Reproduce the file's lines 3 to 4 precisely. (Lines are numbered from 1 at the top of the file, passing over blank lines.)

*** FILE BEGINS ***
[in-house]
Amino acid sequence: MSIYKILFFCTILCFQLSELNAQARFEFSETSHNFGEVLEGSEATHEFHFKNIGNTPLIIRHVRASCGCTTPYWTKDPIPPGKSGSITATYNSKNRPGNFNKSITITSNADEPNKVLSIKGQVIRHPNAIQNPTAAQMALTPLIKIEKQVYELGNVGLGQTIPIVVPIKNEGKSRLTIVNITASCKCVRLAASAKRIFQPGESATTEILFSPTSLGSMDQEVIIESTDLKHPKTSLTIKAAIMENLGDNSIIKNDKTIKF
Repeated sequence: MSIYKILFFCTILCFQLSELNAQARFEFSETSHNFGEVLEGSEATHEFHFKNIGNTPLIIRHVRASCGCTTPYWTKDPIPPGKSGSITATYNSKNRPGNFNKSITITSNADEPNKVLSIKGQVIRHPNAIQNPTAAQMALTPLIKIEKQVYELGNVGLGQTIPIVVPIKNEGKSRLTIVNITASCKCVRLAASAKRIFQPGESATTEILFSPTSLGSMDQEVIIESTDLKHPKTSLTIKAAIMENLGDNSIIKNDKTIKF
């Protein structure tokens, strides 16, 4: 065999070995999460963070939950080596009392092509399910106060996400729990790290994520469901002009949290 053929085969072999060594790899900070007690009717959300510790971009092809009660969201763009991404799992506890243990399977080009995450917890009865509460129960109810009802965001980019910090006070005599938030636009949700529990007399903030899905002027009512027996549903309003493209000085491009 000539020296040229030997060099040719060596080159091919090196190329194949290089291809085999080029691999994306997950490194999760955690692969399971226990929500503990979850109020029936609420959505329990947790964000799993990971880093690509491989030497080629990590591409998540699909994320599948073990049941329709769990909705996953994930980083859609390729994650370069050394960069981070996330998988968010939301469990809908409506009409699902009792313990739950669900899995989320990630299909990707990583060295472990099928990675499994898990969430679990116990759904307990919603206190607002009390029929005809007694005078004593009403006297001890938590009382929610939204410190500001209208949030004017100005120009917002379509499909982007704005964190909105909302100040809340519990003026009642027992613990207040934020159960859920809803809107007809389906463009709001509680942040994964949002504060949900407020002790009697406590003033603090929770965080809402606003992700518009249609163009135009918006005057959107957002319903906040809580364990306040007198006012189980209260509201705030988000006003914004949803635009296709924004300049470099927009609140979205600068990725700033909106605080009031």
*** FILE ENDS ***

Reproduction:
Repeated sequence: MSIYKILFFCTILCFQLSELNAQARFEFSETSHNFGEVLEGSEATHEFHFKNIGNTPLIIRHVRASCGCTTPYWTKDPIPPGKSGSITATYNSKNRPGNFNKSITITSNADEPNKVLSIKGQVIRHPNAIQNPTAAQMALTPLIKIEKQVYELGNVGLGQTIPIVVPIKNEGKSRLTIVNITASCKCVRLAASAKRIFQPGESATTEILFSPTSLGSMDQEVIIESTDLKHPKTSLTIKAAIMENLGDNSIIKNDKTIKF
């Protein structure tokens, strides 16, 4: 065999070995999460963070939950080596009392092509399910106060996400729990790290994520469901002009949290 053929085969072999060594790899900070007690009717959300510790971009092809009660969201763009991404799992506890243990399977080009995450917890009865509460129960109810009802965001980019910090006070005599938030636009949700529990007399903030899905002027009512027996549903309003493209000085491009 000539020296040229030997060099040719060596080159091919090196190329194949290089291809085999080029691999994306997950490194999760955690692969399971226990929500503990979850109020029936609420959505329990947790964000799993990971880093690509491989030497080629990590591409998540699909994320599948073990049941329709769990909705996953994930980083859609390729994650370069050394960069981070996330998988968010939301469990809908409506009409699902009792313990739950669900899995989320990630299909990707990583060295472990099928990675499994898990969430679990116990759904307990919603206190607002009390029929005809007694005078004593009403006297001890938590009382929610939204410190500001209208949030004017100005120009917002379509499909982007704005964190909105909302100040809340519990003026009642027992613990207040934020159960859920809803809107007809389906463009709001509680942040994964949002504060949900407020002790009697406590003033603090929770965080809402606003992700518009249609163009135009918006005057959107957002319903906040809580364990306040007198006012189980209260509201705030988000006003914004949803635009296709924004300049470099927009609140979205600068990725700033909106605080009031």